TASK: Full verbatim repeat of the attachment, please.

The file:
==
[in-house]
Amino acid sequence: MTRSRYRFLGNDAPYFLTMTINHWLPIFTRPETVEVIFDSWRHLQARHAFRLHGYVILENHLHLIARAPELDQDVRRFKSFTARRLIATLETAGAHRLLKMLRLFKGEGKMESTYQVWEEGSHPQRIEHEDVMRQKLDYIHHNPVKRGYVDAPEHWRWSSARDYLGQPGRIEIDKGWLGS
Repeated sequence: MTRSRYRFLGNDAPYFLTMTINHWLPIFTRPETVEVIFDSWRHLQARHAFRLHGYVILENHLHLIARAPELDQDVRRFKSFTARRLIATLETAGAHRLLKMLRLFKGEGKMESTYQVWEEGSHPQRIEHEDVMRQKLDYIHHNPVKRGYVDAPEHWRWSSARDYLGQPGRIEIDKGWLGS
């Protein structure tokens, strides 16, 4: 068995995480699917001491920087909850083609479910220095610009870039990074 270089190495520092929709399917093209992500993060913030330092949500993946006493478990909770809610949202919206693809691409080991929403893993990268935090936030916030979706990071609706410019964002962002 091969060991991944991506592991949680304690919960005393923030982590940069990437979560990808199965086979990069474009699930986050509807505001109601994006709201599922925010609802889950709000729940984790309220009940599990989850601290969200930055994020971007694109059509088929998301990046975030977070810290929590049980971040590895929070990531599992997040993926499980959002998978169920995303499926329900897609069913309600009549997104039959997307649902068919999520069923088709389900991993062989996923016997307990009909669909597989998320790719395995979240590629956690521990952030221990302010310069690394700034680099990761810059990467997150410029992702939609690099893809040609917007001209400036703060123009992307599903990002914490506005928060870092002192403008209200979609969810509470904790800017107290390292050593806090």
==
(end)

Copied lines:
[in-house]
Amino acid sequence: MTRSRYRFLGNDAPYFLTMTINHWLPIFTRPETVEVIFDSWRHLQARHAFRLHGYVILENHLHLIARAPELDQDVRRFKSFTARRLIATLETAGAHRLLKMLRLFKGEGKMESTYQVWEEGSHPQRIEHEDVMRQKLDYIHHNPVKRGYVDAPEHWRWSSARDYLGQPGRIEIDKGWLGS
Repeated sequence: MTRSRYRFLGNDAPYFLTMTINHWLPIFTRPETVEVIFDSWRHLQARHAFRLHGYVILENHLHLIARAPELDQDVRRFKSFTARRLIATLETAGAHRLLKMLRLFKGEGKMESTYQVWEEGSHPQRIEHEDVMRQKLDYIHHNPVKRGYVDAPEHWRWSSARDYLGQPGRIEIDKGWLGS
């Protein structure tokens, strides 16, 4: 068995995480699917001491920087909850083609479910220095610009870039990074 270089190495520092929709399917093209992500993060913030330092949500993946006493478990909770809610949202919206693809691409080991929403893993990268935090936030916030979706990071609706410019964002962002 091969060991991944991506592991949680304690919960005393923030982590940069990437979560990808199965086979990069474009699930986050509807505001109601994006709201599922925010609802889950709000729940984790309220009940599990989850601290969200930055994020971007694109059509088929998301990046975030977070810290929590049980971040590895929070990531599992997040993926499980959002998978169920995303499926329900897609069913309600009549997104039959997307649902068919999520069923088709389900991993062989996923016997307990009909669909597989998320790719395995979240590629956690521990952030221990302010310069690394700034680099990761810059990467997150410029992702939609690099893809040609917007001209400036703060123009992307599903990002914490506005928060870092002192403008209200979609969810509470904790800017107290390292050593806090």